Driveway Repair and Replacement Tips
A concrete driveway replacement near me can still be repaired, while others need to be replaced. Concrete and asphalt make up 90 percent. However, there are many other options, including cobblestone, crushed stone, gravel, cobblestone, and interlocking concrete pavers, available in various designs.
Stone and gravel prices range from $1 per square foot to cobblestone paving at $13 or more.
We'll help you make an informed decision by laying out the pros and cons of each significant driveway material, as well as the costs, as well as some of our recommendations.
We'll first detail concrete and asphalt repair methods to make your driveway (and outdoor workshop/basketball court) last as long as possible.
Concrete Driveway Repair Tips
It doesn't matter if your driveway has potholes and puddles. It's as simple as spending a few dollars. An asphalt topcoat, for example, costs $2 per square foot.
This is roughly one-third of the cost of a complete driveway redo, which includes soil preparation, gravel, and two coats of asphalt.
How to Repair a Crumbling Driveway
You should replace your driveway if it is falling apart, has heaved, or subsided significantly. If water is seeping into your subsoil, it should be replaced. Cracks can lead to water seepage into the subsoil around your home. This causes further damage and erodes the driveway base.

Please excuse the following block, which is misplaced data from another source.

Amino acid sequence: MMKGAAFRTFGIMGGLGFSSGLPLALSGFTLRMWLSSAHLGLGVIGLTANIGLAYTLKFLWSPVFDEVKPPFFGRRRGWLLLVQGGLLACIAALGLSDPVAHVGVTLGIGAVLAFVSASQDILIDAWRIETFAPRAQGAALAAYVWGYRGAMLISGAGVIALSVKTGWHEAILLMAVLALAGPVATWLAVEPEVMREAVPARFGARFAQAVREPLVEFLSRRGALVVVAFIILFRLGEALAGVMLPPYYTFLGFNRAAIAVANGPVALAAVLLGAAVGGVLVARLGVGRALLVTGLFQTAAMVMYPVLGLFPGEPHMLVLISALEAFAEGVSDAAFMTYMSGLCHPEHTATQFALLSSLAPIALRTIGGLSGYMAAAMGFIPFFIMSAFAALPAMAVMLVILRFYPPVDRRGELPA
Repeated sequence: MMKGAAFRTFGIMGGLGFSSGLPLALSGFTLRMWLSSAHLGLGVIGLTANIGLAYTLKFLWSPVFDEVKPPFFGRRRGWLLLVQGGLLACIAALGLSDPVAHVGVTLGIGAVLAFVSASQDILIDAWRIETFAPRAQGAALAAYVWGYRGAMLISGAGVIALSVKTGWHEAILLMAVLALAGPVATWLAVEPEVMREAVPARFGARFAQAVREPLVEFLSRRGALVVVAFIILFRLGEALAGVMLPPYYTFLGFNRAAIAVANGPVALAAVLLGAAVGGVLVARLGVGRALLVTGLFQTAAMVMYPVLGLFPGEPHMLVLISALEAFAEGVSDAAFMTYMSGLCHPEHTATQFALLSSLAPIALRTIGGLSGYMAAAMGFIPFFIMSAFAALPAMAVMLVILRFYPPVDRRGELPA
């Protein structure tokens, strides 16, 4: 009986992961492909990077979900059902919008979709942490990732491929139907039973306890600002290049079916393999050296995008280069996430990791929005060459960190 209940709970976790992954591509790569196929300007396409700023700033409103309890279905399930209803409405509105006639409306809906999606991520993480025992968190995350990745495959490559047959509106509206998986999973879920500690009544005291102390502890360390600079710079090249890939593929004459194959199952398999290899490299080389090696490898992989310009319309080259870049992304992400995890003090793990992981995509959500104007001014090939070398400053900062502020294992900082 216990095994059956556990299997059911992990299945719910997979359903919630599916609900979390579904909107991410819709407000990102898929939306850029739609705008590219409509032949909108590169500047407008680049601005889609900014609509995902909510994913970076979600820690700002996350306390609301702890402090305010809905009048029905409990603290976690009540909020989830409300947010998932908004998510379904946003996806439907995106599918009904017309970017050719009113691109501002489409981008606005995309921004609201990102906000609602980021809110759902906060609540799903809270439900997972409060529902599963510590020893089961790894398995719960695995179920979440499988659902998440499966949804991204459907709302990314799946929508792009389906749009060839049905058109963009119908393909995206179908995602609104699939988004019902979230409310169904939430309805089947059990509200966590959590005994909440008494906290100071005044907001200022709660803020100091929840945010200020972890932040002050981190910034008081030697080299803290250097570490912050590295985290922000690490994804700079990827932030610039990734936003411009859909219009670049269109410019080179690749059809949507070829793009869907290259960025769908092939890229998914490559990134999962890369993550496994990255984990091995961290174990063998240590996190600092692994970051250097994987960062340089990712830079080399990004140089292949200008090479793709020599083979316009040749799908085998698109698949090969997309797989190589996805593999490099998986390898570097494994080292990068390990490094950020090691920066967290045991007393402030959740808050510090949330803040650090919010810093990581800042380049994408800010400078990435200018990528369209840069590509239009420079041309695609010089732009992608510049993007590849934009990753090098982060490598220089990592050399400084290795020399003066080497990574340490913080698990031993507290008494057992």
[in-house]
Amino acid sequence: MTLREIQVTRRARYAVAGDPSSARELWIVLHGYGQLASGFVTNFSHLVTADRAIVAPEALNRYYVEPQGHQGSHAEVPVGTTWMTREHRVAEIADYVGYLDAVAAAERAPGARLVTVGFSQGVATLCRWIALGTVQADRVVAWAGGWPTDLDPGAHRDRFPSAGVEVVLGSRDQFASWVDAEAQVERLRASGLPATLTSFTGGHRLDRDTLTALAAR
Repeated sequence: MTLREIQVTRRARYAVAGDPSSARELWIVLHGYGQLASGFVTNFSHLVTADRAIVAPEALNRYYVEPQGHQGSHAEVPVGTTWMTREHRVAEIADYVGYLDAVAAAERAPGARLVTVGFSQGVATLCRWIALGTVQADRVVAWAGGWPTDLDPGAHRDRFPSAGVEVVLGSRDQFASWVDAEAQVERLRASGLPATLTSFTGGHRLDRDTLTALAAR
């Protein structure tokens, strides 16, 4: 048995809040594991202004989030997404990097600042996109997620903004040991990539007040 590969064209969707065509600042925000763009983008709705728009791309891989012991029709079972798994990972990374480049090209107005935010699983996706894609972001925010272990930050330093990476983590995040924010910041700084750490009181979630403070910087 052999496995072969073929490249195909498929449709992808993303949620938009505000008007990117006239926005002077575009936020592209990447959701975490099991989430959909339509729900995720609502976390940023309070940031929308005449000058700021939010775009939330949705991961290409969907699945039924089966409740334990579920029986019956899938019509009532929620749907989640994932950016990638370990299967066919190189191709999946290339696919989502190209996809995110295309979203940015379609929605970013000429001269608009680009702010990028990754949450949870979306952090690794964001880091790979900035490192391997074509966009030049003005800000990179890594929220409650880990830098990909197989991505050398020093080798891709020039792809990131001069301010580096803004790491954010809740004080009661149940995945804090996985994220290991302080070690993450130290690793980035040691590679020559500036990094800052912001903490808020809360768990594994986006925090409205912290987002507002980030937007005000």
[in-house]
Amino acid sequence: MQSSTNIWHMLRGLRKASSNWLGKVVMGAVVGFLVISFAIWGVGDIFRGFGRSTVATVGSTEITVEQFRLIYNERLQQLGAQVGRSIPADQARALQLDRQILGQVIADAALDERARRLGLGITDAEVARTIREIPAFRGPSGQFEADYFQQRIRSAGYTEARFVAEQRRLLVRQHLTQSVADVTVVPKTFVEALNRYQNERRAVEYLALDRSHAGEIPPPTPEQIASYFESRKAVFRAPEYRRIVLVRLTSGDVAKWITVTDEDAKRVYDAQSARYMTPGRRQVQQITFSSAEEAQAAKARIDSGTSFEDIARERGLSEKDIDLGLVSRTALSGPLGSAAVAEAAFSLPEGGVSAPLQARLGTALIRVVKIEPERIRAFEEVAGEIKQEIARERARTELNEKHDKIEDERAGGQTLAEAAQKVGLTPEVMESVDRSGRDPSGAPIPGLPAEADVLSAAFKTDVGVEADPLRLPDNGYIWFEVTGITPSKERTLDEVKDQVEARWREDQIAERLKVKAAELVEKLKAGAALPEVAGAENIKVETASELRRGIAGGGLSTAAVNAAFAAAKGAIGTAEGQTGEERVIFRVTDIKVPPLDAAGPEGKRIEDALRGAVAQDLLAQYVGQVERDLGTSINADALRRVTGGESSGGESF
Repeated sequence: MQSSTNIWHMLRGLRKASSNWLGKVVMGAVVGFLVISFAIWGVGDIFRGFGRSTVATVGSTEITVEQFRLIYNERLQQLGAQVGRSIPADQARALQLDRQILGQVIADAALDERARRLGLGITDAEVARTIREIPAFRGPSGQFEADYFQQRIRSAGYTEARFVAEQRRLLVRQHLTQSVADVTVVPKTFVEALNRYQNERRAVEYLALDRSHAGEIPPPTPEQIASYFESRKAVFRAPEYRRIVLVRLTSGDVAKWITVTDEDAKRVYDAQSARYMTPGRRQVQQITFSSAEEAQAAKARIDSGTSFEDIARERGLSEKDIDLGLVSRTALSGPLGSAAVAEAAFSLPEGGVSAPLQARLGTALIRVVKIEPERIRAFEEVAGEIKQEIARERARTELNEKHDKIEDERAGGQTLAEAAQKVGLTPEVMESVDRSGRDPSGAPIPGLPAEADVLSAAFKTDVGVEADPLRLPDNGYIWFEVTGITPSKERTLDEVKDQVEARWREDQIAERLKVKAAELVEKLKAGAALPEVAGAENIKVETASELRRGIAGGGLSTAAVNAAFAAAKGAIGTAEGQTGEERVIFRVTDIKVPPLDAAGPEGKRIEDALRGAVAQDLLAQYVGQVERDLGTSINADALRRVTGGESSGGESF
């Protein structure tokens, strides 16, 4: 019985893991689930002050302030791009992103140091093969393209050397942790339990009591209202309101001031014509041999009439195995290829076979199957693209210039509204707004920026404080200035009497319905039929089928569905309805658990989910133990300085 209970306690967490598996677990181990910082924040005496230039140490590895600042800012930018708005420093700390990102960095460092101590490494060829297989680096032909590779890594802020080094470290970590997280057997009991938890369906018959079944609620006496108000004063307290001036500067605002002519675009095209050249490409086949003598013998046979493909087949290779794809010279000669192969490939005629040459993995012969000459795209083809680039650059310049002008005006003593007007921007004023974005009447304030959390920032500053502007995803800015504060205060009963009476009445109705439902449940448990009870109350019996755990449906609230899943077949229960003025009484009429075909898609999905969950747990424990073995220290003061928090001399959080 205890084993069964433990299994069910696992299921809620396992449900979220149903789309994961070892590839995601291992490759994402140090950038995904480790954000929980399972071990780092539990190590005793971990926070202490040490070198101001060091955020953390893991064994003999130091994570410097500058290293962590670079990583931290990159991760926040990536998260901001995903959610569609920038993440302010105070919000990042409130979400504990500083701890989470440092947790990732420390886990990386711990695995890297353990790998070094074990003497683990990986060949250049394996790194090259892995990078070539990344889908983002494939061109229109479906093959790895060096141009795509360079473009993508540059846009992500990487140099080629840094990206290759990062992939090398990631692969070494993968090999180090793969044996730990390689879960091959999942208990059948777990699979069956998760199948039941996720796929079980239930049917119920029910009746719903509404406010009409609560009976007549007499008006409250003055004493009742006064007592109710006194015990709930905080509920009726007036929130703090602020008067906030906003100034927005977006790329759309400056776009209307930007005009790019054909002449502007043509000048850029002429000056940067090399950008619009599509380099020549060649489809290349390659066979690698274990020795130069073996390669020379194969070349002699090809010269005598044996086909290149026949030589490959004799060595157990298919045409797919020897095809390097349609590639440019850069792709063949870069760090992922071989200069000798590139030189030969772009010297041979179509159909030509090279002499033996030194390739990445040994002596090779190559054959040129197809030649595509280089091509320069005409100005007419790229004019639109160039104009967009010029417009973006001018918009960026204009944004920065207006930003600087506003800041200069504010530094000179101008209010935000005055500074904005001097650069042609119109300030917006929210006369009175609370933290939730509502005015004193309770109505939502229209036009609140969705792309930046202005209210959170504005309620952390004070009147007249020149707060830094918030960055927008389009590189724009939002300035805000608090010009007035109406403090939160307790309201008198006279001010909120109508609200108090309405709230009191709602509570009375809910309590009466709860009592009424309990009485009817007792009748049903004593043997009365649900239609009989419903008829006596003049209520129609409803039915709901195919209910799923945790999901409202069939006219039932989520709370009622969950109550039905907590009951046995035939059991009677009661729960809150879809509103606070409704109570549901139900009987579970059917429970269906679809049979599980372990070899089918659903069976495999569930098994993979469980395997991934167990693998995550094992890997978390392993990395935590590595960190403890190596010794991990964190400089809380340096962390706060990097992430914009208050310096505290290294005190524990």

Repairing Cracks in Driveways
Depending on the type of driveway, almost any size crack can easily be repaired with concrete or cold patch asphalt. Or with very effective specialty materials.
Make small holes and cracks in plants and other debris. Then, hose them and spray weed killer. You can use effective patching products to repair cracks as small as 3/8 inches.
You can also mix concrete with a trowel and apply it to the surface.
Repairing large holes in your driveway
Fill large cracks and holes with gravel to a depth of 4 inches. Pour concrete on top of the existing surface. Tamp it with a magnesium flotation and finish it with a flat trowel, broom, or a flat trowel. The patch must be smaller than the rest to ensure its durability. Winter freeze/thaw cycles can cause damage at 30,000 psi.
Tips for Asphalt Driveway Repair
Clean cracks and debris from concrete. Then hose them down and spray them with weed killer. Make sure to patch when the temperature is at least 60 degrees F so that the repair material can cure. Fill 1/2 in. Fill cracks with sand until 1/4 inch. Add asphalt filler to the surface. Dalton's Pli-Stix is another option. This crack-and-joint sealer, which looks like a rope, melts using a torch.
For holes 1 through 2 in. Dalton's Tamp & Set Patch is $9 for 3 1/2 gal. Trowel & Spread Patch ($6 a gallon). Mix sand with blacktop sealer until stiff, then apply it using a trowel.
Use mineral spirits to clean up and gloves.
Pour gravel into holes up to 4 inches deep. After completing the surface, the trowel in
Dalton’s Super Patch ($7/gallon). Or, shovel in cold-patch asphalt in 1-in. Layers of asphalt should be packed tightly as you move along the 4X4 or the head with the sledgehammer.
After patching, seal your asphalt driveway. A 5-gal. A 5-gallon pail of sealer (from $9 to $16) will cover approximately 300 sq. ft.